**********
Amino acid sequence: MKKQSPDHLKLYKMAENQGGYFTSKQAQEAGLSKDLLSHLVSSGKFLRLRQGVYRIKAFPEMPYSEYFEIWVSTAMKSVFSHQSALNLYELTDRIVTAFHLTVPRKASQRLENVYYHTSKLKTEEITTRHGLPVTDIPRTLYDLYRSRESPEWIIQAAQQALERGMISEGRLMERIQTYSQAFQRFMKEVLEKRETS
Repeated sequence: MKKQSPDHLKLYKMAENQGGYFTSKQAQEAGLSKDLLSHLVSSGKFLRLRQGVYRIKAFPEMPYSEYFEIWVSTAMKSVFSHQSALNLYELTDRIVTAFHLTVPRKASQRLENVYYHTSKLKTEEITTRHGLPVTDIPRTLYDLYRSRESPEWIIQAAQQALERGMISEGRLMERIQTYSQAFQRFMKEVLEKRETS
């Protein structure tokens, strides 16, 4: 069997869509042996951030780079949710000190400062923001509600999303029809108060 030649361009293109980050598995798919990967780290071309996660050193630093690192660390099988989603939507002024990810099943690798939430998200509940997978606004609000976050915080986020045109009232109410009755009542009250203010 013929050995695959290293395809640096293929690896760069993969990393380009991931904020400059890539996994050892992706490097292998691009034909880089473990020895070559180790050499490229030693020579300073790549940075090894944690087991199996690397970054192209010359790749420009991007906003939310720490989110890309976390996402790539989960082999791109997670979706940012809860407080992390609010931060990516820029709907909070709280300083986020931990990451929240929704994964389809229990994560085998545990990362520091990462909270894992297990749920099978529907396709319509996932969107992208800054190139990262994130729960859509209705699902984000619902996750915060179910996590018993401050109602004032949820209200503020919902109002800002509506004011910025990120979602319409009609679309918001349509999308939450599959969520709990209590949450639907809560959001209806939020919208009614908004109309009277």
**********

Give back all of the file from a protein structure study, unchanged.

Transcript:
Amino acid sequence: MKKQSPDHLKLYKMAENQGGYFTSKQAQEAGLSKDLLSHLVSSGKFLRLRQGVYRIKAFPEMPYSEYFEIWVSTAMKSVFSHQSALNLYELTDRIVTAFHLTVPRKASQRLENVYYHTSKLKTEEITTRHGLPVTDIPRTLYDLYRSRESPEWIIQAAQQALERGMISEGRLMERIQTYSQAFQRFMKEVLEKRETS
Repeated sequence: MKKQSPDHLKLYKMAENQGGYFTSKQAQEAGLSKDLLSHLVSSGKFLRLRQGVYRIKAFPEMPYSEYFEIWVSTAMKSVFSHQSALNLYELTDRIVTAFHLTVPRKASQRLENVYYHTSKLKTEEITTRHGLPVTDIPRTLYDLYRSRESPEWIIQAAQQALERGMISEGRLMERIQTYSQAFQRFMKEVLEKRETS
């Protein structure tokens, strides 16, 4: 069997869509042996951030780079949710000190400062923001509600999303029809108060 030649361009293109980050598995798919990967780290071309996660050193630093690192660390099988989603939507002024990810099943690798939430998200509940997978606004609000976050915080986020045109009232109410009755009542009250203010 013929050995695959290293395809640096293929690896760069993969990393380009991931904020400059890539996994050892992706490097292998691009034909880089473990020895070559180790050499490229030693020579300073790549940075090894944690087991199996690397970054192209010359790749420009991007906003939310720490989110890309976390996402790539989960082999791109997670979706940012809860407080992390609010931060990516820029709907909070709280300083986020931990990451929240929704994964389809229990994560085998545990990362520091990462909270894992297990749920099978529907396709319509996932969107992208800054190139990262994130729960859509209705699902984000619902996750915060179910996590018993401050109602004032949820209200503020919902109002800002509506004011910025990120979602319409009609679309918001349509999308939450599959969520709990209590949450639907809560959001209806939020919208009614908004109309009277």